Using Cohabitation Agreements to Protect Your Relationship Rights Outside Marriage
Not every couple decides to become legally married. When a couple cohabitates, they may accumulate valuable property together.
Unlike married people, unmarried couples are not given specific legal advantages and protections. However, couples can draft agreements that spell out their property rights.
If the couple separates, an agreement determines what happens to the mutually-owned assets. This is particularly vital if the couple purchases land or home together. Couples who do not co-own much property may not need this type of agreement, however.
In this guide, we’ll discuss when you might want to form a cohabitation agreement and how to do it.
Important Features of Cohabitation Agreements
Without a cohabitation agreement, you may have a hard time dividing up shared assets fairly in the face of a breakup. While the relationship is strong, it is useful to draft and sign an agreement that works for both of you.
Cohabitation agreements are customizable. Because of this, they can be written to meet the specific needs of you and your partner.
Many cohabitation agreements include certain standard elements, such as:
- The ways in which certain assets will be owned
- How income is distributed or shared
- How new assets should be bought or paid for
- Guidance for the management of shared credit cards and bank accounts
- Information regarding shared insurance policies
- Instructions for distribution of property following a separation
- Dispute resolution guidelines
Writing the terms of such an agreement before problems arise is critical. Solving disputes and arguments about property rights during a breakup is difficult.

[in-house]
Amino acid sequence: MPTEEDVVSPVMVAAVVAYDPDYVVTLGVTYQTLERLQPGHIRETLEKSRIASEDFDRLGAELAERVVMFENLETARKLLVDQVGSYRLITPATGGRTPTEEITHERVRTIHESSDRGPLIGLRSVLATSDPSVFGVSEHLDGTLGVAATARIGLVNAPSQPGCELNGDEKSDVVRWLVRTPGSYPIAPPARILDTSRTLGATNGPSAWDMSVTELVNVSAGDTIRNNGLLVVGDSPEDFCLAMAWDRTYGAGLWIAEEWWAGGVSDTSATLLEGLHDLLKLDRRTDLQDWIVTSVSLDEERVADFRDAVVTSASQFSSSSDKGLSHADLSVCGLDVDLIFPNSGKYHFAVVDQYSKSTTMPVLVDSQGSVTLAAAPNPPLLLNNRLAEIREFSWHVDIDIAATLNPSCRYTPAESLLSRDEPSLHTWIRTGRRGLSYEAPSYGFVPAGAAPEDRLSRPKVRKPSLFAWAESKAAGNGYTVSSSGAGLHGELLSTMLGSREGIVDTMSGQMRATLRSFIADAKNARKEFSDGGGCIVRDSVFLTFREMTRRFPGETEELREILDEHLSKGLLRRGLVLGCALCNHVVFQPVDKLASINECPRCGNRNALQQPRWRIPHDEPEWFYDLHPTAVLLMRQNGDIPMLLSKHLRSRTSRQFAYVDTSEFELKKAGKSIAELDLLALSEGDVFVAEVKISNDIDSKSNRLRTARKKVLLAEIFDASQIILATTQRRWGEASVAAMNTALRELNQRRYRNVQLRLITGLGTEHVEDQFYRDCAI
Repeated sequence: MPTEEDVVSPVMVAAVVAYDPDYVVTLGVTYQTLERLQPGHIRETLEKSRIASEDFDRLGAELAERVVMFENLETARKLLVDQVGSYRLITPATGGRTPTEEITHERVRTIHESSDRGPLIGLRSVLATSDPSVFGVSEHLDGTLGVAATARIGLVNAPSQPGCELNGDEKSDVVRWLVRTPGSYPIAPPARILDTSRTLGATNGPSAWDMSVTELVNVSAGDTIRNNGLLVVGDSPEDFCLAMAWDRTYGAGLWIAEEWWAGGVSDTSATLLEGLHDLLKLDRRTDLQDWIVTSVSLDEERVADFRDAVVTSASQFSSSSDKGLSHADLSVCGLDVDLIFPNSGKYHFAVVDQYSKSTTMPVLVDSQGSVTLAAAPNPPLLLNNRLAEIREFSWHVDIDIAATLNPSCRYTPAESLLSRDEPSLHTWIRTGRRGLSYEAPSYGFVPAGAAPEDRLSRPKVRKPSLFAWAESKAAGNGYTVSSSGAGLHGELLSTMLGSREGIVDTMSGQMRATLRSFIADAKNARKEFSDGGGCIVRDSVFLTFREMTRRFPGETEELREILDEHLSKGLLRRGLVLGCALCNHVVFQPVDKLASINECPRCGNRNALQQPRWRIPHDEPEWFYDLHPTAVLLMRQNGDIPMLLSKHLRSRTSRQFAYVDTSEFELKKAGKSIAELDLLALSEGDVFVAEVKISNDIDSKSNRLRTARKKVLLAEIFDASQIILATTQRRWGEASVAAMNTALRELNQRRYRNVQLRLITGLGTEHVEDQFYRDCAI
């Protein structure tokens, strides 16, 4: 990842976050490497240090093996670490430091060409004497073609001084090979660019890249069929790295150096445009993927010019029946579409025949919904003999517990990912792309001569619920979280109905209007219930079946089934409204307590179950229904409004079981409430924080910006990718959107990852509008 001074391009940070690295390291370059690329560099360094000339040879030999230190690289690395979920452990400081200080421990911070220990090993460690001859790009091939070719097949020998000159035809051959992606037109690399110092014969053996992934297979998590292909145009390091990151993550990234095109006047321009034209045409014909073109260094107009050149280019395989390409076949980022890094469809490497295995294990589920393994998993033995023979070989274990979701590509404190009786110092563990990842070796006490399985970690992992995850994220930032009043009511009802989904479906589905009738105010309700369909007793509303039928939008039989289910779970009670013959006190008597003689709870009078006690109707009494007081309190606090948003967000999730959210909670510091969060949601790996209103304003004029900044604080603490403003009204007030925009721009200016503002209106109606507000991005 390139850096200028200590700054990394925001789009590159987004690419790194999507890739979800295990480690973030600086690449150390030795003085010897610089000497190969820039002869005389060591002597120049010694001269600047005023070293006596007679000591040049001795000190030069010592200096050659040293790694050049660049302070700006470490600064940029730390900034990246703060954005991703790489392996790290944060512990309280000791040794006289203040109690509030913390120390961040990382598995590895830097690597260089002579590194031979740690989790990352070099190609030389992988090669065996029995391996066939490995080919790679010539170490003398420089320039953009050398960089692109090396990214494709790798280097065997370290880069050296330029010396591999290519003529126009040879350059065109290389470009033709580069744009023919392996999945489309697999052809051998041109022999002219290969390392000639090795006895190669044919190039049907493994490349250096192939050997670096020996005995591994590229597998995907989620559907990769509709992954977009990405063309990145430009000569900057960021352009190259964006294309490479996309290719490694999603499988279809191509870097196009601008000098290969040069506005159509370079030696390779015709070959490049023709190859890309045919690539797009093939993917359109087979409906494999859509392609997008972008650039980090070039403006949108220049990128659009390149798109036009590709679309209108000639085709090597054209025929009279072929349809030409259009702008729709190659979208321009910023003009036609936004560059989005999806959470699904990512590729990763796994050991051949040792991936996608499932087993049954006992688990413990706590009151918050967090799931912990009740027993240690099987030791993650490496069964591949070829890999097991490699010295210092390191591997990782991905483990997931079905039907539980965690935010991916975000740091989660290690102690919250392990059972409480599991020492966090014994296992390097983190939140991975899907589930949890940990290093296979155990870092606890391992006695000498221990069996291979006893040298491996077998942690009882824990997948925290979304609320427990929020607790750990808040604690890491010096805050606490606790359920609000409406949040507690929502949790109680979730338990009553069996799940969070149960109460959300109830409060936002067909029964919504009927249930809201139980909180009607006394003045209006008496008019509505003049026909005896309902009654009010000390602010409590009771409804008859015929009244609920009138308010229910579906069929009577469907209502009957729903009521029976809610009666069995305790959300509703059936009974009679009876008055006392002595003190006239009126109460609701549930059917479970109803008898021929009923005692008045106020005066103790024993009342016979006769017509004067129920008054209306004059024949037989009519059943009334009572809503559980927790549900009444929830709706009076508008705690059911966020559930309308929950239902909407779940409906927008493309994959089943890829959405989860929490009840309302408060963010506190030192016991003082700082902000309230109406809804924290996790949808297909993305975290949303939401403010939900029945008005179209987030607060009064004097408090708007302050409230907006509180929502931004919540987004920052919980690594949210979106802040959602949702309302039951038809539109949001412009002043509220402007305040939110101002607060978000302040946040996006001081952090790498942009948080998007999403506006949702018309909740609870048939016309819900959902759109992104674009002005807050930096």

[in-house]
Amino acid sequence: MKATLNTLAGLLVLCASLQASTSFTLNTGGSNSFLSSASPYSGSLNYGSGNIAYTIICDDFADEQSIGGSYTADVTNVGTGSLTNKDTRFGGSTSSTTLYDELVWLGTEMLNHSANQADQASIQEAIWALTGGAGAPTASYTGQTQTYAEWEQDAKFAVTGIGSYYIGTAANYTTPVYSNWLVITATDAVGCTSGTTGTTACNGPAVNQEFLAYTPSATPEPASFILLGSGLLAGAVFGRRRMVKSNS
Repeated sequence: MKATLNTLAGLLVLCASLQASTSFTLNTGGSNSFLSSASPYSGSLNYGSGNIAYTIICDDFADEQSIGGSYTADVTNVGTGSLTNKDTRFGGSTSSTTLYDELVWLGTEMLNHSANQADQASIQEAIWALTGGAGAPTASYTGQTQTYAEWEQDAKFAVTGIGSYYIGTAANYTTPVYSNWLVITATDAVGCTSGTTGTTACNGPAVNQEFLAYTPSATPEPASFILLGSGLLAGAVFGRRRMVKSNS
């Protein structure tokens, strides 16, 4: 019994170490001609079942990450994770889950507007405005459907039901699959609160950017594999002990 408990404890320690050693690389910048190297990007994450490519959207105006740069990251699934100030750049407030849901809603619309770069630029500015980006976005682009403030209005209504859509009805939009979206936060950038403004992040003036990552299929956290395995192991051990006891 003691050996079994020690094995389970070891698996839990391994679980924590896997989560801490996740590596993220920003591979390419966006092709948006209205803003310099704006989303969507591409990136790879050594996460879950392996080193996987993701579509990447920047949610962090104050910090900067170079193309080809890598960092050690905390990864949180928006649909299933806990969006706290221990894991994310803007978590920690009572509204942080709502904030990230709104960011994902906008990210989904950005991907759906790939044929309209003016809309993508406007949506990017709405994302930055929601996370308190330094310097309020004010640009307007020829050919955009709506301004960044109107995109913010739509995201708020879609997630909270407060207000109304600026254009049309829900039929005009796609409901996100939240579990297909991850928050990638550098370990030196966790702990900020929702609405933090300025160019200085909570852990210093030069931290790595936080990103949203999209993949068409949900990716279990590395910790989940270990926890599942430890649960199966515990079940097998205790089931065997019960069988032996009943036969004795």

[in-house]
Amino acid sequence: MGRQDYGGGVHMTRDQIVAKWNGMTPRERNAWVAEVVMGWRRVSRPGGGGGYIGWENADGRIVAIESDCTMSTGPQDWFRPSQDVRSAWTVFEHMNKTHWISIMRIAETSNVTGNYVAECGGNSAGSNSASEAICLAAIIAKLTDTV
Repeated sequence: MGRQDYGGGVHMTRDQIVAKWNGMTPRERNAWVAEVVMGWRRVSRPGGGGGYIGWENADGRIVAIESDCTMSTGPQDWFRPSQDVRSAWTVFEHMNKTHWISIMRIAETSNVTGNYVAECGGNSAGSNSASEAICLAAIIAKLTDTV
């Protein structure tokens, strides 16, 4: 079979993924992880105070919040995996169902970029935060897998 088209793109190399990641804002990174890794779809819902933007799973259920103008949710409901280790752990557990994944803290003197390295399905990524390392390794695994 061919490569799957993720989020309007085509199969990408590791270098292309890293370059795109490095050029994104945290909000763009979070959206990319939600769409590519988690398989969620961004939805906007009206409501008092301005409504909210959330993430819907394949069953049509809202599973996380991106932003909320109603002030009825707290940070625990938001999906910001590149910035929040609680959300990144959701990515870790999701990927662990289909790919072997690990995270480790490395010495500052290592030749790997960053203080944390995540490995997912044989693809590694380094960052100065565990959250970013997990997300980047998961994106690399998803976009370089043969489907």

Real Estate in Cohabitation Agreements
If you and your partner own real estate together, the cohabitation agreement should address this issue. Resolving property rights issues regarding real estate is especially difficult.
When you draft a cohabitation agreement, make sure to take your ownership rights into account. An adequate relationship agreement should discuss the following:
- How ownership of the home is listed
- The percentage of the house that each person owns
- Appropriate appraisal methods in the case of a separation
- Buyout rights, if needed
- Division of the property after separation
- Eviction and habitation options
For help drafting a beneficial cohabitation agreement, contact a skilled attorney. A legal professional can help you draft an agreement that protects your property rights.
The term “palimony” refers to ongoing support payments between unmarried ex-partners. The term does not carry any legal significance. Ex-partners who were not married are not required to financially support each other. This can be changed by writing support requirements into a cohabitation agreement.
Sometimes, drafting these guidelines helps to avoid tense and emotionally difficult decisions later. If you need help deciding if partner support makes sense for you, contact a lawyer.
A legal professional will help you draft an agreement that protects your best interests.
Reach Out to Gucciardo Family Law
When you need the best legal representation in Michigan, look no further than Gucciardo Family Law. Our skilled family law attorneys have years of experience helping families through tough times. We will help draft a cohabitation agreement that fully protects your property rights. Contact our office today to schedule a free consultation.
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